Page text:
5 New Cable Series We Can’t Wait For

It’s that time of year again: time to admit that newbie broadcast shows like Welcome to the Family and We Are Men really, really didn’t work, that Lucky 7 was anything but, and that a five-episode renewal of Sean Saves the World is not the best sign fans of the series could have hoped for.

And so we turn our attention to cable, where series orders are lean and mean, and edgier, weirder and just plain out-there fare rules the roost. We scoured the winter listings for series that looked promising and came up with four new shows and one that’s been gone for far too long. (Yes, we put it at the end so you have to click all the way through. Sorry, though not actually sorry). If you’re into crime, horror or disturbing science fiction, you’re in for a real treat after the new year rolls around …



What? Where? When? 
A disturbing horror/sci-fi series on Syfy premiering Friday, Jan. 10 at 10 p.m.

Have you even watched it yet? Yes!

Why we like the look of it: Syfy hasn’t had a bona fide scripted original hit in a few years—Caprica fizzled, Blood and Chrome didn’t get ordered to series, and Defiance’s ratings weren’t what they could have been. But the network has one hell of a pilot on its hands in Helix, a new series that puts the “science” back in “science fiction.” The show follows an epidemiological team investigating an outbreak at a huge, shadily operated corporate lab in the Arctic. The first episode is equal parts John Carpenter and Michael Crichton, as the characters navigate their own complicated interrelationships and try to figure out what, exactly, is going on with the disturbing virus that appears to be making its hosts stronger and crazier … when it doesn’t melt their flesh off. It’s like nothing we’ve seen on television before, and given the impact horror has been having on the zeitgeist, Helix seems poised to make a splash.


The Red Road

What? Where? When?
A new complex crime series on Sundance premiering February 2014.

Have you even watched it yet? No! But we really liked Top of the Lake!

Why we like the look of it: Sundance Channel has a tremendously high batting average. Between its incredibly disturbing and stylish Kiwi thriller Top of the Lake and the similarly disturbing and stylish French ghost/zombie series The Returned, we expect The Red Road to be … well, disturbing and stylish. Also, it stars Jason Momoa (you know him as Khal Drogo, the dude from Season 1 of Game of Thrones who looks like Dave Navarro on PEDs), and it’s cool to see him leading a new project alongside Martin Henderson. The Off the Map alum plays a cop in a small town where the residents don’t get along well with the Native American tribe that lives nearby. Expect bloodshed and shocking revelations and the occasional spot of artfully lit brooding. We’re in.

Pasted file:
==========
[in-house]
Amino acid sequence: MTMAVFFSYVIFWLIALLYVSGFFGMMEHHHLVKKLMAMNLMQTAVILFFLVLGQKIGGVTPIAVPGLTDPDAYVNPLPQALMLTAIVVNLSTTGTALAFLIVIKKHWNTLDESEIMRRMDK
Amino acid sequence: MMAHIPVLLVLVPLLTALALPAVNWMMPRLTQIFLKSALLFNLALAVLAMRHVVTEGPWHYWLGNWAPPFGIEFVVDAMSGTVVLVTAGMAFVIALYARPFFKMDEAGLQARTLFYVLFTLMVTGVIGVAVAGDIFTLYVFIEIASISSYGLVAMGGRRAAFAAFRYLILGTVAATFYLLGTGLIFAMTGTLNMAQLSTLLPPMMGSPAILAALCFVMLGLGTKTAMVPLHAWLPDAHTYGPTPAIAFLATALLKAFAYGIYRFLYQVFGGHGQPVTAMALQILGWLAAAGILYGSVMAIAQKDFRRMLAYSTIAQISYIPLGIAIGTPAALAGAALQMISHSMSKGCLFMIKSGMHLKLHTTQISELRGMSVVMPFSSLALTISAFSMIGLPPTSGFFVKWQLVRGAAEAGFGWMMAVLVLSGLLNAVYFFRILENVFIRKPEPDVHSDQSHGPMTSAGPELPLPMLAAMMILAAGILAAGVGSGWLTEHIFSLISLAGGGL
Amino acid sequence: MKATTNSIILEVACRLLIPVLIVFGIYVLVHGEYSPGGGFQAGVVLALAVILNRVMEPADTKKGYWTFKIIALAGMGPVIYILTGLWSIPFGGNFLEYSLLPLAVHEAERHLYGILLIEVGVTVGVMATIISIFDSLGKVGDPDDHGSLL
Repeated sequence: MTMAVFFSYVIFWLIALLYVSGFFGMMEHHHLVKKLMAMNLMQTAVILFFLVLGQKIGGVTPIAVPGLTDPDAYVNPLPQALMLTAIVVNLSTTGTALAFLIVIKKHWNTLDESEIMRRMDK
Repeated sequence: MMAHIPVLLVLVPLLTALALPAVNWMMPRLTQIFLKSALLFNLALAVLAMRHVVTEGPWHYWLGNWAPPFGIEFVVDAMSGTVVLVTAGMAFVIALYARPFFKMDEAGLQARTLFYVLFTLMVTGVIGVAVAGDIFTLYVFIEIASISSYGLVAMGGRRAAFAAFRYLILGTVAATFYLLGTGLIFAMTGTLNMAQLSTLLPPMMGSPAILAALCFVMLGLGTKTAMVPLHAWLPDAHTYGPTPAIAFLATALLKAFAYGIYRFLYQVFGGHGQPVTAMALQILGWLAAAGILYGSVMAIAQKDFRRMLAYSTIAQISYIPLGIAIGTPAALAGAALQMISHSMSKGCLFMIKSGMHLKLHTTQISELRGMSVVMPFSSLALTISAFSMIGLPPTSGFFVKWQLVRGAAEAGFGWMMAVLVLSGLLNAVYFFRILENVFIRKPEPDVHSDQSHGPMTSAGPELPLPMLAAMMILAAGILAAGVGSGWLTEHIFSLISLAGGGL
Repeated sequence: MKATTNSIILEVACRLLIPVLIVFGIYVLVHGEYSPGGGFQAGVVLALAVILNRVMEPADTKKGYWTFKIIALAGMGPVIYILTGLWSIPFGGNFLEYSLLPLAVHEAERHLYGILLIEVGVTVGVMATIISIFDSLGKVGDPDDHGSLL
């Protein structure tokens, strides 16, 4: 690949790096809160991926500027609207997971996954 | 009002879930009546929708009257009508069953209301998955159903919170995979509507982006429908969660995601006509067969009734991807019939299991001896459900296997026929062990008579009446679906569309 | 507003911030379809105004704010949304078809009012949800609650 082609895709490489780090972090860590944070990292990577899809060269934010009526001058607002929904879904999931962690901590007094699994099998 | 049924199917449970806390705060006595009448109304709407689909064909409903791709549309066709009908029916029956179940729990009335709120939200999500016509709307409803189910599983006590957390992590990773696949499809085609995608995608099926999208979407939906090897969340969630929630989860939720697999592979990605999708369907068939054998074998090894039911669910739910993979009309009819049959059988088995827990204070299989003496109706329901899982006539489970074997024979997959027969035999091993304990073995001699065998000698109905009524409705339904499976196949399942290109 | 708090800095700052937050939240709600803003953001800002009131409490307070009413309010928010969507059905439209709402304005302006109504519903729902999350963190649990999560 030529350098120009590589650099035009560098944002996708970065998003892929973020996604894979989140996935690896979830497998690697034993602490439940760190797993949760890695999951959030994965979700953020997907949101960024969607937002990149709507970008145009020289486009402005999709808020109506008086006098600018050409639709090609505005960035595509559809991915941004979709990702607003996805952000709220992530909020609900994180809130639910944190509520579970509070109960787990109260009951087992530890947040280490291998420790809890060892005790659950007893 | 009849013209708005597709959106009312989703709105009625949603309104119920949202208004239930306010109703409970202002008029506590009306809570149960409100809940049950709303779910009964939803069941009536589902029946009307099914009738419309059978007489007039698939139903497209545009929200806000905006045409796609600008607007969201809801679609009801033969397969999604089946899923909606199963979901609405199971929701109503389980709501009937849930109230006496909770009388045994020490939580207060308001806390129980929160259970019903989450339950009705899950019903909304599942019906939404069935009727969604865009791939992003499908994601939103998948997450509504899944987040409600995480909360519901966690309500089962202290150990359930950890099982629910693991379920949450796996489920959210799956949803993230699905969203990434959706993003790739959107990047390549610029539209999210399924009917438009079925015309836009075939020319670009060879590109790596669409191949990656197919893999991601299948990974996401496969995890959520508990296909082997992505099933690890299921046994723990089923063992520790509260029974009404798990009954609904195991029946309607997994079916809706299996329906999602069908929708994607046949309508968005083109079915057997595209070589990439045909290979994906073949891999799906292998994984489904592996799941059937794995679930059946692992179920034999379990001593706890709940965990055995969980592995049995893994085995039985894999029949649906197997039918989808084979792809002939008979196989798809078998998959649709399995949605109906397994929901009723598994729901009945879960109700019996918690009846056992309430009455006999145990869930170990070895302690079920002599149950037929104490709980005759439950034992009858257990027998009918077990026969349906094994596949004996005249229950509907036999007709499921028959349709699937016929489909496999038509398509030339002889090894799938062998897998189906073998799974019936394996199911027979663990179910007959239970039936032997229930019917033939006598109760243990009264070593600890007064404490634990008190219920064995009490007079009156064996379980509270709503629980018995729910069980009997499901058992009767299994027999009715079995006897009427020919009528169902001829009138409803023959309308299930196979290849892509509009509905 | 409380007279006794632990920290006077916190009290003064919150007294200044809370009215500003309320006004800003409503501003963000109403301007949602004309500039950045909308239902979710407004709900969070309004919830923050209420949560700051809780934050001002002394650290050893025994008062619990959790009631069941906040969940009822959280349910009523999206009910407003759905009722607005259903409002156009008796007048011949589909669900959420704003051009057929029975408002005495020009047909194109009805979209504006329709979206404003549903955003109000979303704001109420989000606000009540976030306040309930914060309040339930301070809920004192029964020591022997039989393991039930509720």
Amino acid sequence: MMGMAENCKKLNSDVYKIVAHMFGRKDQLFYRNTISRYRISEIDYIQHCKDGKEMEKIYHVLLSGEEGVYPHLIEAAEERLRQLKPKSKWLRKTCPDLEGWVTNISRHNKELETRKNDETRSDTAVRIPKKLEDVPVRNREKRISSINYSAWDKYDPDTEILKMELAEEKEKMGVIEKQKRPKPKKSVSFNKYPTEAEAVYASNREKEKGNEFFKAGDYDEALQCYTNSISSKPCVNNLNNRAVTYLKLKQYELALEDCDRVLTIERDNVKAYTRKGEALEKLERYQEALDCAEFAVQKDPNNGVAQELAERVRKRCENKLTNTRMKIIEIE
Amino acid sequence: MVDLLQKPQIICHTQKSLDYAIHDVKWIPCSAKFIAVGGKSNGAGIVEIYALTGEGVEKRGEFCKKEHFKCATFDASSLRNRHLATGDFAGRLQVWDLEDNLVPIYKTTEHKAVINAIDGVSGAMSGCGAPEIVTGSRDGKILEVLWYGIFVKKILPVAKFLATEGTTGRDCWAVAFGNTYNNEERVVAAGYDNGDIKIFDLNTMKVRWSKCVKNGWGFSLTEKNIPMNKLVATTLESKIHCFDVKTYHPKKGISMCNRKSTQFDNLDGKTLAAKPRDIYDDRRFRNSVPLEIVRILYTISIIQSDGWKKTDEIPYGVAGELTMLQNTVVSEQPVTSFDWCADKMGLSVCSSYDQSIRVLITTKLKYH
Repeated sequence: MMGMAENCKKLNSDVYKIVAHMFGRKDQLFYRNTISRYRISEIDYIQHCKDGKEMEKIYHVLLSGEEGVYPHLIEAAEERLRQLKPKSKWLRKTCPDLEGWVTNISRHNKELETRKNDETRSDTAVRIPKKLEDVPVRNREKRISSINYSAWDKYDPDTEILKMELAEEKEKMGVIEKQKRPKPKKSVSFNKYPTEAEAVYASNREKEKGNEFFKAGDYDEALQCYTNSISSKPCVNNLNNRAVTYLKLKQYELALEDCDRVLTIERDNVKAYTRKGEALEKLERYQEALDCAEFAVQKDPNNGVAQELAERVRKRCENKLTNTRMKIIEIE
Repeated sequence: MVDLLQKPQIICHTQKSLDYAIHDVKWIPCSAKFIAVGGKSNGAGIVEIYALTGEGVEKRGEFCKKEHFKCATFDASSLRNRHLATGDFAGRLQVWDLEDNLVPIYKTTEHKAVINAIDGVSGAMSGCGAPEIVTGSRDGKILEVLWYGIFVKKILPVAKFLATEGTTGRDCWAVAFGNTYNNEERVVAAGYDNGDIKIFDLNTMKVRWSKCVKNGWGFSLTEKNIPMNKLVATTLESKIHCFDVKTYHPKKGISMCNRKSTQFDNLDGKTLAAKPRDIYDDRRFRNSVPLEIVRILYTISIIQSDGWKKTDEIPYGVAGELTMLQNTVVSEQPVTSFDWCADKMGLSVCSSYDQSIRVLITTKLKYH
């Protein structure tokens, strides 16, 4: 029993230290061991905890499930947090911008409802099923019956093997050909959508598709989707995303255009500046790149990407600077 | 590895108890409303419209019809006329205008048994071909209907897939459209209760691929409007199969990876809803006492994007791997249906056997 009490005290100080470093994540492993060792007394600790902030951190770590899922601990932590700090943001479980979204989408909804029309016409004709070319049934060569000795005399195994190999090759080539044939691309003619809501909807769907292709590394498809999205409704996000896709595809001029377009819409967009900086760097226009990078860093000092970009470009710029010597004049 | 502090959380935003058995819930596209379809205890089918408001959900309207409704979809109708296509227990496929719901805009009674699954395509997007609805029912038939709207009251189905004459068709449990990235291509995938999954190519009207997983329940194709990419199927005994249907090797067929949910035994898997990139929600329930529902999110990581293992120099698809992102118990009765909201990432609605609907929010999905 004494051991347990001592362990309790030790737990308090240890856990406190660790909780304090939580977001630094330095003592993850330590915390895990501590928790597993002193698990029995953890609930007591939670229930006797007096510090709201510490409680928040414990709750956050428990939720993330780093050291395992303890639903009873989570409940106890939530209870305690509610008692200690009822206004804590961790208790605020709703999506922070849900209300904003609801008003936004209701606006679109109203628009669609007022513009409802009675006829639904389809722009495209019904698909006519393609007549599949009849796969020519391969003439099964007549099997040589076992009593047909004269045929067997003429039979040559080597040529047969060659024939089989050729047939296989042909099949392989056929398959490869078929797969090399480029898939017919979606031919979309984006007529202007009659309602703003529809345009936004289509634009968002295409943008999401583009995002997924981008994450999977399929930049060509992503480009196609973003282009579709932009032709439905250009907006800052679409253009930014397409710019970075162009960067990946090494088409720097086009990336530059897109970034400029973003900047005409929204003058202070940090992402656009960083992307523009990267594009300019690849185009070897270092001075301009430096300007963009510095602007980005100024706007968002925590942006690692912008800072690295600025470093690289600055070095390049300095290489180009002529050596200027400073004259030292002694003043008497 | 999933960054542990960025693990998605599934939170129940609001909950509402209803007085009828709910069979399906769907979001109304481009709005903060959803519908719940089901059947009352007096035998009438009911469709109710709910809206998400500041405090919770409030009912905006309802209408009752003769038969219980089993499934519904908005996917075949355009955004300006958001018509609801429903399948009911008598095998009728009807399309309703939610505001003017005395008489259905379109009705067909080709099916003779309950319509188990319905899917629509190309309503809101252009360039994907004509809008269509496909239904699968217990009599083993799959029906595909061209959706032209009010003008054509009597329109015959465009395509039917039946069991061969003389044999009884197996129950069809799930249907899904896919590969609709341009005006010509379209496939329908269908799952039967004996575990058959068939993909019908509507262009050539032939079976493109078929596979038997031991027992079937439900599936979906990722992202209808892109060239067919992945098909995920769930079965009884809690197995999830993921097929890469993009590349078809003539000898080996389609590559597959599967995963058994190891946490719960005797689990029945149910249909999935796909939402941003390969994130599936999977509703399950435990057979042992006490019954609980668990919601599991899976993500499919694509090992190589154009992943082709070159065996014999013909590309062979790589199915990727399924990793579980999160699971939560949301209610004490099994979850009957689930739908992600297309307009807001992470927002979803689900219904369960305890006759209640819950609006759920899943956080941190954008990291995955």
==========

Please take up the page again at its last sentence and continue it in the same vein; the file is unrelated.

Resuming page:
Those Who Kill

What? Where? When?
A procedural about a forensic profiler who chases down serial killers, Those Who Kill bows on A&E in March.

Have you even watched it yet? No! But we like Bates Motel … and it’s hard to go wrong with the subject matter and the cast. 

Why we like the look of it: Chloë Sevigny and James D’Arcy star in this series adapted from a Danish drama about a Copenhagen crime-busting unit that specializes in bringing serial murderers to justice. In the last few years there’s been something of a renaissance in the Euro crime genre, what with the Stieg Larsson novels and Kenneth Branagh’s long-running U.K. detective series, Wallander, and Those Who Kill has already been reformatted in 25 countries. The original series earned great notices, the leads are excellent actors, and A&E ably demonstrated its dramatic chops with Bates Motel. While Bonnie & Clyde wasn’t our cup of chamomile, we think people who miss Dexter will probably dig this one.


The Spoils of Babylon

What? Where? When?
A send-up of every big ABC miniseries of the 1980s, this original miniseries premieres on IFC Jan. 9 at 10 p.m.

Have you even watched it yet? Yup. It is very, very silly.

Why we like the look of it: The “hey, it’s that guy” factor is off the charts—Haley Joel Osment, Tim Robbins, Val Kilmer, Jessica Alba, Will Ferrell and pretty much anyone else with a functioning sense of humor pops up in this one. Tobey Maguire and Kristin Wiig star as adopted siblings in this spoof of the self-consciously epic miniseries that were a staple of broadcast TV throughout the '70s and '80s (think Rich Man, Poor Man). Maguire’s character is a weirdly ageless dude who stays basically the same age between World War II and the disco era. While the production values appropriately undercut the sweep of the narrative, the writing is funny. Channeling James Clavell by way of Orson Welles, Ferrell plays the bloviating writer of the series, Eric Jonrosh; in a daft twist, the Anchorman 2 star also does a turn as the Shah of Iran. 



What? Where? When?
An update of Sir Arthur Conan Doyle’s iconic detective series, Sherlock returns Jan. 19 at 10 p.m. on PBS—three weeks after its premiere on the BBC.

Have you even watched it yet? Dude, every episode.

Why we like the look of it: It’s a terrific show and it will be good to see it again after a two-year hiatus during which star Benedict Cumberbatch became the toast of Hollywood and starred in everything from Tinker, Tailor, Soldier, Spy to Star Trek: Into Darkness. In fact, it was the shooting schedule for Cumberbatch and Martin Freeman (who plays Watson) on The Hobbit: The Desolation of Smaug that delayed the two actors from returning to 221B Baker Street. Written mostly by Doctor Who showrunner Steven Moffat, Sherlock balances Easter eggs for Sherlockians with flashy intrigue and impressive performances by Cumberbatch, Freeman and Andrew Scott, who frequently steals the show with his creepy take on Holmes’ nemesis, Professor Moriarty.